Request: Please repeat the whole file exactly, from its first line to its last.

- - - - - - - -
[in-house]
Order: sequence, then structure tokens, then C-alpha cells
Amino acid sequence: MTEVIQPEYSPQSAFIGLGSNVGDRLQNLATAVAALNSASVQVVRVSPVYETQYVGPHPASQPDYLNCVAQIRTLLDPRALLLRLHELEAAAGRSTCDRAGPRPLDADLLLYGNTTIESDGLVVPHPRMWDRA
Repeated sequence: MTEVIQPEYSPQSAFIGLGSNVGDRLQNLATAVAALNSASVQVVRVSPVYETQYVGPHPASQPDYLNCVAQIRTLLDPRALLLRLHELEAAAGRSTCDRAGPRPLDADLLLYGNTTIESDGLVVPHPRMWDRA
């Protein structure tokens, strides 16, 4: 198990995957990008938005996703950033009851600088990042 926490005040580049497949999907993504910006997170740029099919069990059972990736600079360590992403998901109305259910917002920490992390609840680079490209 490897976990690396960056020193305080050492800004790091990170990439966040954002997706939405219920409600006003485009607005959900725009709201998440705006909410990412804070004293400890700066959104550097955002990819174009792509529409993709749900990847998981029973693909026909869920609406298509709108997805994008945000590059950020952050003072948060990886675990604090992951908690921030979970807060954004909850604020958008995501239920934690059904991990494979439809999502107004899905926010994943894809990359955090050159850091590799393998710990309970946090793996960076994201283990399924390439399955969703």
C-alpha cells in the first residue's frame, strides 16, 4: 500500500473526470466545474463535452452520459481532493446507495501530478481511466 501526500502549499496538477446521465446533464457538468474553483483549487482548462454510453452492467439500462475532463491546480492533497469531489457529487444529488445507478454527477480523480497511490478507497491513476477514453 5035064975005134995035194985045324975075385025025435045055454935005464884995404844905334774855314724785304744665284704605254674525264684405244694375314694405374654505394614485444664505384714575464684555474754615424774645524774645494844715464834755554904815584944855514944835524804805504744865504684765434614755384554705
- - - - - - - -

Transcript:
[in-house]
Order: sequence, then structure tokens, then C-alpha cells
Amino acid sequence: MTEVIQPEYSPQSAFIGLGSNVGDRLQNLATAVAALNSASVQVVRVSPVYETQYVGPHPASQPDYLNCVAQIRTLLDPRALLLRLHELEAAAGRSTCDRAGPRPLDADLLLYGNTTIESDGLVVPHPRMWDRA
Repeated sequence: MTEVIQPEYSPQSAFIGLGSNVGDRLQNLATAVAALNSASVQVVRVSPVYETQYVGPHPASQPDYLNCVAQIRTLLDPRALLLRLHELEAAAGRSTCDRAGPRPLDADLLLYGNTTIESDGLVVPHPRMWDRA
């Protein structure tokens, strides 16, 4: 198990995957990008938005996703950033009851600088990042 926490005040580049497949999907993504910006997170740029099919069990059972990736600079360590992403998901109305259910917002920490992390609840680079490209 490897976990690396960056020193305080050492800004790091990170990439966040954002997706939405219920409600006003485009607005959900725009709201998440705006909410990412804070004293400890700066959104550097955002990819174009792509529409993709749900990847998981029973693909026909869920609406298509709108997805994008945000590059950020952050003072948060990886675990604090992951908690921030979970807060954004909850604020958008995501239920934690059904991990494979439809999502107004899905926010994943894809990359955090050159850091590799393998710990309970946090793996960076994201283990399924390439399955969703």
C-alpha cells in the first residue's frame, strides 16, 4: 500500500473526470466545474463535452452520459481532493446507495501530478481511466 501526500502549499496538477446521465446533464457538468474553483483549487482548462454510453452492467439500462475532463491546480492533497469531489457529487444529488445507478454527477480523480497511490478507497491513476477514453 5035064975005134995035194985045324975075385025025435045055454935005464884995404844905334774855314724785304744665284704605254674525264684405244694375314694405374654505394614485444664505384714575464684555474754615424774645524774645494844715464834755554904815584944855514944835524804805504744865504684765434614755384554705